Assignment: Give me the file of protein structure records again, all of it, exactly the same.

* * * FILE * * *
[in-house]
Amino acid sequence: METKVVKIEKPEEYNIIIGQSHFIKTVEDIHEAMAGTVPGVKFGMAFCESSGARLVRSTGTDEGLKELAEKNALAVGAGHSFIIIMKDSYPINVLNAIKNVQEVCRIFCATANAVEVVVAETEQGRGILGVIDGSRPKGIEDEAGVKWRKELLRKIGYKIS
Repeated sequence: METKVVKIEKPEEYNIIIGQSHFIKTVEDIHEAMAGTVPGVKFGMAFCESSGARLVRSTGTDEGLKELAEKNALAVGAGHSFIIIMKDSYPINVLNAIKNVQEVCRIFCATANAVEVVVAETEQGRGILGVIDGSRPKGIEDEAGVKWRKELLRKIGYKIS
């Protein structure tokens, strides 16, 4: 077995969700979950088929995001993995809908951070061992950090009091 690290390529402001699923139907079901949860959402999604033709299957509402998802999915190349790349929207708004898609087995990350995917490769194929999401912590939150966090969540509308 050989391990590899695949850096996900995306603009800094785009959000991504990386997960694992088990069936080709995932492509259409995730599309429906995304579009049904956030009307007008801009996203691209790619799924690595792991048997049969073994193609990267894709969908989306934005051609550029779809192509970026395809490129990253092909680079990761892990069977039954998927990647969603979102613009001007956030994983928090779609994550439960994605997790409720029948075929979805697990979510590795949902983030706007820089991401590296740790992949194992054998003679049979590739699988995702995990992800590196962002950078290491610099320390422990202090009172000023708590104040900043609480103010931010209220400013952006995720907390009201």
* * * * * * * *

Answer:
[in-house]
Amino acid sequence: METKVVKIEKPEEYNIIIGQSHFIKTVEDIHEAMAGTVPGVKFGMAFCESSGARLVRSTGTDEGLKELAEKNALAVGAGHSFIIIMKDSYPINVLNAIKNVQEVCRIFCATANAVEVVVAETEQGRGILGVIDGSRPKGIEDEAGVKWRKELLRKIGYKIS
Repeated sequence: METKVVKIEKPEEYNIIIGQSHFIKTVEDIHEAMAGTVPGVKFGMAFCESSGARLVRSTGTDEGLKELAEKNALAVGAGHSFIIIMKDSYPINVLNAIKNVQEVCRIFCATANAVEVVVAETEQGRGILGVIDGSRPKGIEDEAGVKWRKELLRKIGYKIS
């Protein structure tokens, strides 16, 4: 077995969700979950088929995001993995809908951070061992950090009091 690290390529402001699923139907079901949860959402999604033709299957509402998802999915190349790349929207708004898609087995990350995917490769194929999401912590939150966090969540509308 050989391990590899695949850096996900995306603009800094785009959000991504990386997960694992088990069936080709995932492509259409995730599309429906995304579009049904956030009307007008801009996203691209790619799924690595792991048997049969073994193609990267894709969908989306934005051609550029779809192509970026395809490129990253092909680079990761892990069977039954998927990647969603979102613009001007956030994983928090779609994550439960994605997790409720029948075929979805697990979510590795949902983030706007820089991401590296740790992949194992054998003679049979590739699988995702995990992800590196962002950078290491610099320390422990202090009172000023708590104040900043609480103010931010209220400013952006995720907390009201």